• The results for the performance measures for the 19 tasks showed :
  1. Percentage task success rate – there was no significant difference between the novice and expert doctor groups. Both groups had the lowest success rate with task 7 adding a medication to a favorites list.
  2. TOT – there was no significant difference between the mean values for this between the two doctor groups.
  3. MC – while expert doctors completed the tasks with slightly fewer MC that novice doctors this difference was not statistically significant.
  4. MM – again while the expert group showed slightly short MM that the novice group this was not statistically significant.
  • Correlation analysis for both groups showed that MC and MM figures increased for more time spent completing the task but was associated with a decrease in task success rate.
  • The SUS results showed that there was no significant difference in the usability rating given for the EHR between the novice and expert doctor groups.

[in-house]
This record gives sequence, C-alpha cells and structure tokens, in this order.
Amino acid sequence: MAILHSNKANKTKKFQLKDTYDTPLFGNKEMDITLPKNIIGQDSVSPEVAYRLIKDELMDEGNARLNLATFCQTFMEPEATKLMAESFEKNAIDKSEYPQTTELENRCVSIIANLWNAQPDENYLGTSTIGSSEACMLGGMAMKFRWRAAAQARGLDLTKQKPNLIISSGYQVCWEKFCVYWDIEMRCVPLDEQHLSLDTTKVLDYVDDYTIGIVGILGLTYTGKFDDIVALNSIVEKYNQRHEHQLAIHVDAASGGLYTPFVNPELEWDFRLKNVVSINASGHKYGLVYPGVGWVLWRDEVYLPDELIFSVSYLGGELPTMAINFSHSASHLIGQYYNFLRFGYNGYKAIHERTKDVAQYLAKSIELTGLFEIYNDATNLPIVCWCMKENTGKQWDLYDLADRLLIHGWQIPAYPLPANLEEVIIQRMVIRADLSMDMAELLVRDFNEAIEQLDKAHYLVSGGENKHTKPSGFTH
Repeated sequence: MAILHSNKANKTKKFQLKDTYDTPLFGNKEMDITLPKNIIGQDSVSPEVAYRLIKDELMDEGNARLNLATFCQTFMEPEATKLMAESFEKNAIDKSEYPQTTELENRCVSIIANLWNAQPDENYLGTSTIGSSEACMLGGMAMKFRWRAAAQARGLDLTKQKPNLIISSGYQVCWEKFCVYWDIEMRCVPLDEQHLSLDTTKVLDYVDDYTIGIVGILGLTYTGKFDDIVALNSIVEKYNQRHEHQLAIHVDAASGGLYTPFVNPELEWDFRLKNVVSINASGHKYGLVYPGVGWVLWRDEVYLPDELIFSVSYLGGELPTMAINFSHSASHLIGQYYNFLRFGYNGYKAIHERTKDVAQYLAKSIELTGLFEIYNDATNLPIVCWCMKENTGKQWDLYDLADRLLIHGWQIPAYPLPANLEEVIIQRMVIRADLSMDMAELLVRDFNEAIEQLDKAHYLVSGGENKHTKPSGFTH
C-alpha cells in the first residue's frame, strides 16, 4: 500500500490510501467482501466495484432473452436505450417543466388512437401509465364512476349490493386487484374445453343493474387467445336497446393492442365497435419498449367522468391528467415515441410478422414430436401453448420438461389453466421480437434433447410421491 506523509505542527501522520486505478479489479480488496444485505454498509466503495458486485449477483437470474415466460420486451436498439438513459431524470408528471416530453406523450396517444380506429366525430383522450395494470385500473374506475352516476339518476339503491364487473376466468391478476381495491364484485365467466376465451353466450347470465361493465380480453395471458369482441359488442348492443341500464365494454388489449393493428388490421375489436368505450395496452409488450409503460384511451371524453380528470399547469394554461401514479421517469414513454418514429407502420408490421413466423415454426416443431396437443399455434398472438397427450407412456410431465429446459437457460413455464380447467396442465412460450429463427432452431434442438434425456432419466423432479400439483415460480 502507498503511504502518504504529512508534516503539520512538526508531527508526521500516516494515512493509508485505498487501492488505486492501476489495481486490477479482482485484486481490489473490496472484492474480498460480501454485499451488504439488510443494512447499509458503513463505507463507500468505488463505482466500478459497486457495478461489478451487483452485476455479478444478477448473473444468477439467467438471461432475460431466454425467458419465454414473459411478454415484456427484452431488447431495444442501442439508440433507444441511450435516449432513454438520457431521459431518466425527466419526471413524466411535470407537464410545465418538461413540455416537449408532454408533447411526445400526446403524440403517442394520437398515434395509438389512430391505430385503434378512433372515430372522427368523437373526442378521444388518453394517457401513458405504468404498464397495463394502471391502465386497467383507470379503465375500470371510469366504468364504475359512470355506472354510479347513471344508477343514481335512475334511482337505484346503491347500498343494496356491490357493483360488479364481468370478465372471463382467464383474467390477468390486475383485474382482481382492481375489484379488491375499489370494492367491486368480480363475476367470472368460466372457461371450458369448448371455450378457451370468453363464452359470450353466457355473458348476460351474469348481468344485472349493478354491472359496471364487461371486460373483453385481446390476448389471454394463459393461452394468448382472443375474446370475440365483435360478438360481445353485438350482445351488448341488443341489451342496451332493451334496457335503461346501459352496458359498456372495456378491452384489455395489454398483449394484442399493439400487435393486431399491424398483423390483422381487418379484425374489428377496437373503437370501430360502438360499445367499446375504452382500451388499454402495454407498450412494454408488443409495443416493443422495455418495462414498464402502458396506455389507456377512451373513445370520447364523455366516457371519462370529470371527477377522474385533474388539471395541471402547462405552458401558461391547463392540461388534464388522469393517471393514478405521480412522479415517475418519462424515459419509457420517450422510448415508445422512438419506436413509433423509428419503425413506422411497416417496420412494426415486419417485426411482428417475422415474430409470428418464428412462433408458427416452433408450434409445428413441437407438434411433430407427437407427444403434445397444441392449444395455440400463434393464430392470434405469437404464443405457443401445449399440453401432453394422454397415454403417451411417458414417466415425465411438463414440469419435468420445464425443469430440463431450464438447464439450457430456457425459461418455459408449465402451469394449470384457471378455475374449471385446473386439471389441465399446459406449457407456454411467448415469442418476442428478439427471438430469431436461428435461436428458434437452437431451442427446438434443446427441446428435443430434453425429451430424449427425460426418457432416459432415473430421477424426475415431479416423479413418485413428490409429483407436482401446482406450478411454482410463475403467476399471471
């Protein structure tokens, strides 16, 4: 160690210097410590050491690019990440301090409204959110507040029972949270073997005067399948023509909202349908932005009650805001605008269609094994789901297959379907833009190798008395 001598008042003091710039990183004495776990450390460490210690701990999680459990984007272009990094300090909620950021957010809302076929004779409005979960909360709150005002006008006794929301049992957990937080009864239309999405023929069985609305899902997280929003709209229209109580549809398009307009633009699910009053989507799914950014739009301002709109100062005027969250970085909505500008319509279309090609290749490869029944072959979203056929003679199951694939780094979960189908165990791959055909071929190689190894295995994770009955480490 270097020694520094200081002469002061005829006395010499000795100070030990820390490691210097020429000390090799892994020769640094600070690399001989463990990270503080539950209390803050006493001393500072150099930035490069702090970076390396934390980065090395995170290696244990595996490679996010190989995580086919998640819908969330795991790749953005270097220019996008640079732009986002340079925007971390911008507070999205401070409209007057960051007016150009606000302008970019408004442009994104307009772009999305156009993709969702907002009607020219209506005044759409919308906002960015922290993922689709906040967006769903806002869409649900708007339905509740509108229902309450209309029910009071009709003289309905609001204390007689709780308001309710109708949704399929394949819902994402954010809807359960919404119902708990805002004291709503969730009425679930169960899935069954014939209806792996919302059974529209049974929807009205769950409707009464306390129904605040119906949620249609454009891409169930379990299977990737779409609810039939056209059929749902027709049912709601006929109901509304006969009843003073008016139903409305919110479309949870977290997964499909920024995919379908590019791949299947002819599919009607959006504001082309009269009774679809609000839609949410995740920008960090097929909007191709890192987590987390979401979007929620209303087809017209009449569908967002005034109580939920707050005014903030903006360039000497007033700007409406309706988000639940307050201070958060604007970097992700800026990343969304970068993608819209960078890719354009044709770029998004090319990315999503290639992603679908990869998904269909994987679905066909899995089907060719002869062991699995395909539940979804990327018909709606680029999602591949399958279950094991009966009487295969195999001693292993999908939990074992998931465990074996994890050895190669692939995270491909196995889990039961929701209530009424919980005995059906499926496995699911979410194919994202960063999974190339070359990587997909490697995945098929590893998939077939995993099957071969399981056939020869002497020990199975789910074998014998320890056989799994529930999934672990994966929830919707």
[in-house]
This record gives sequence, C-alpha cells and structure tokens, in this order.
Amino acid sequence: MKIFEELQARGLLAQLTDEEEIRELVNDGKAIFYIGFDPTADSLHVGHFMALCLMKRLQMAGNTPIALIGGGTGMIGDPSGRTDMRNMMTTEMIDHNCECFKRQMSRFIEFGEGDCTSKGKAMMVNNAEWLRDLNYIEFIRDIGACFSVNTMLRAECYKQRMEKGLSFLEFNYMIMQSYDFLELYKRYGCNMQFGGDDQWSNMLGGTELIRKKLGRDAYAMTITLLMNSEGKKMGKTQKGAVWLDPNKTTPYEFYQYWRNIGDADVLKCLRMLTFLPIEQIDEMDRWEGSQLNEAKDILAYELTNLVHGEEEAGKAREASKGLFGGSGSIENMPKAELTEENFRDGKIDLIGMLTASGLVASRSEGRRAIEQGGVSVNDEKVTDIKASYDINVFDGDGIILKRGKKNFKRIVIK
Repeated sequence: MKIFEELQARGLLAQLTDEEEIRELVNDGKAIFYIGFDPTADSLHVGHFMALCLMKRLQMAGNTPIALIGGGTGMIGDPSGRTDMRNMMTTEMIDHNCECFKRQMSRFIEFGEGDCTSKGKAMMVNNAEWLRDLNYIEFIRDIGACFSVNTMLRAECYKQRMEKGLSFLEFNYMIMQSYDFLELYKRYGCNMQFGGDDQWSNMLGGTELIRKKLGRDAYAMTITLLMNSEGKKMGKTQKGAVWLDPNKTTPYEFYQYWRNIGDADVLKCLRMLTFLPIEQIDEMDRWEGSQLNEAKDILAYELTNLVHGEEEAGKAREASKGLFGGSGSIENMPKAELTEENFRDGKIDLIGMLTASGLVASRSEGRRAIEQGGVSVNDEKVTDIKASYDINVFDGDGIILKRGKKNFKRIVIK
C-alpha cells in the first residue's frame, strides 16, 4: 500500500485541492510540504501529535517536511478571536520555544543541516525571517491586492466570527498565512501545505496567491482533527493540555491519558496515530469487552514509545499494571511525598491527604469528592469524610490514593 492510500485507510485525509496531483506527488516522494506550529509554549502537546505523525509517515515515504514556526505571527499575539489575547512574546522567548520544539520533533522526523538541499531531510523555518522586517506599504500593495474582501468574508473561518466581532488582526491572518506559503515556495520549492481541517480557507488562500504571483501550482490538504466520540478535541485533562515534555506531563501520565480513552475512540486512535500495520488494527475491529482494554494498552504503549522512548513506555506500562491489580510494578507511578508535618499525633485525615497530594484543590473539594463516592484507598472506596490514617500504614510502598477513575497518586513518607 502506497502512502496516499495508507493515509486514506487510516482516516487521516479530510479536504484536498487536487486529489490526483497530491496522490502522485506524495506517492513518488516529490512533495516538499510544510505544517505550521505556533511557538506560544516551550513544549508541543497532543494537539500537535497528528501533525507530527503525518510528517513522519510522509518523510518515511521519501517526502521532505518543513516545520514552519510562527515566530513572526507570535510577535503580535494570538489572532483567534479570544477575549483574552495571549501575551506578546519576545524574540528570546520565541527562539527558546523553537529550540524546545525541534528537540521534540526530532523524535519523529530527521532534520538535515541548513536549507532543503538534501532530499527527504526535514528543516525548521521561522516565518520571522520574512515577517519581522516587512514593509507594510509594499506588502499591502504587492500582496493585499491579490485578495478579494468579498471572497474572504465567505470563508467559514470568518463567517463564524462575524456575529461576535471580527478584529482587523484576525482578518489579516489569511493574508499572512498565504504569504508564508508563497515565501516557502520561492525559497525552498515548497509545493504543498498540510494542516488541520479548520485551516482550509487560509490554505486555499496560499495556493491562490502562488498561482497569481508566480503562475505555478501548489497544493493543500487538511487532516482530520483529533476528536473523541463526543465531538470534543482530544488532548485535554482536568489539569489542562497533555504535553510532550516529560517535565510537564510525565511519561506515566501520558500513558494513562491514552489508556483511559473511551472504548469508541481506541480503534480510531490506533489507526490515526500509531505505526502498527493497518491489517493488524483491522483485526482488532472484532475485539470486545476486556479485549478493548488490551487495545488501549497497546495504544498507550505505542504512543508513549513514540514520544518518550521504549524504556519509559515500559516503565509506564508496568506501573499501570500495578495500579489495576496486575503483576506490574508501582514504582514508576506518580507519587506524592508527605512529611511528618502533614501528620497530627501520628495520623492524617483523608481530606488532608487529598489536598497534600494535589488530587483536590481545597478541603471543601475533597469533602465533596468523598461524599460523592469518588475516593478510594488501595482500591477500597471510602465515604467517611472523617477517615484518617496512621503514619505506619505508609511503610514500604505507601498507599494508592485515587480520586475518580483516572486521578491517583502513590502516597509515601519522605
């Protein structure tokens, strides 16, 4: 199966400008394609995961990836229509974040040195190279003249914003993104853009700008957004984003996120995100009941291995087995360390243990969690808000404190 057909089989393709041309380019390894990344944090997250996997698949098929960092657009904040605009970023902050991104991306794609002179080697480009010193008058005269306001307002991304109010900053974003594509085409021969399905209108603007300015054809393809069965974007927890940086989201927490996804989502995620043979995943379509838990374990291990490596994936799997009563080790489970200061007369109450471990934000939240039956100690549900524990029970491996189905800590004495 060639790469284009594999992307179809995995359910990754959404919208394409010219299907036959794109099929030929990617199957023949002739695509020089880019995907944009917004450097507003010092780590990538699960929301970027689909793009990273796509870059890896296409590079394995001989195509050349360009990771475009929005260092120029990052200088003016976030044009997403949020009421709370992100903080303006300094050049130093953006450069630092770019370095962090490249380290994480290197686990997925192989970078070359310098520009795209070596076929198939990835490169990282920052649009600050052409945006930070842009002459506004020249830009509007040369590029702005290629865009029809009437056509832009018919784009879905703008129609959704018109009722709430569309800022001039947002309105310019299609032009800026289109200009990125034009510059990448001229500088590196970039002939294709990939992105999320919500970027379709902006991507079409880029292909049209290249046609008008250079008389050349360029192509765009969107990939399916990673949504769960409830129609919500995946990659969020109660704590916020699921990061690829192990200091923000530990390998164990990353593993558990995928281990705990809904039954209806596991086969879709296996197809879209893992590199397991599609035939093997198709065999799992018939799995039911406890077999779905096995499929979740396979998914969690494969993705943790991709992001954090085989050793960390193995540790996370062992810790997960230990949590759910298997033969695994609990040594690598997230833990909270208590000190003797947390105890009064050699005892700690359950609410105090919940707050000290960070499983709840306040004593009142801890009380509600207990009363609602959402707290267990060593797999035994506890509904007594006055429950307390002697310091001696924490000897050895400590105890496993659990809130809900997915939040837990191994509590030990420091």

• The Pearson correlation coefficient analysis indicated that there was no correlation between the task success rate and the participants' perception of user friendliness of the system


The results indicate that while expert doctors may have longer experience with an EHR system, this may not increase their proficiency with the system. The SUS results indicated that length of time of experience of using the EHR did not affect the acceptance of the EHR by novice or expert doctors.

In addition, the results showing the inverse relationship between increased MC and MM figures with decreased task success rate indicate that increased time did not guarantee higher task completion success, which may reflect poor usability in the EHR especially for some tasks e.g. task 16 where doctors were not clear which option to select in the system menu for changing a medication.

The overall results indicate that there was no difference in task performance or usability assessment between novice and seasoned doctors using the EMR in this case.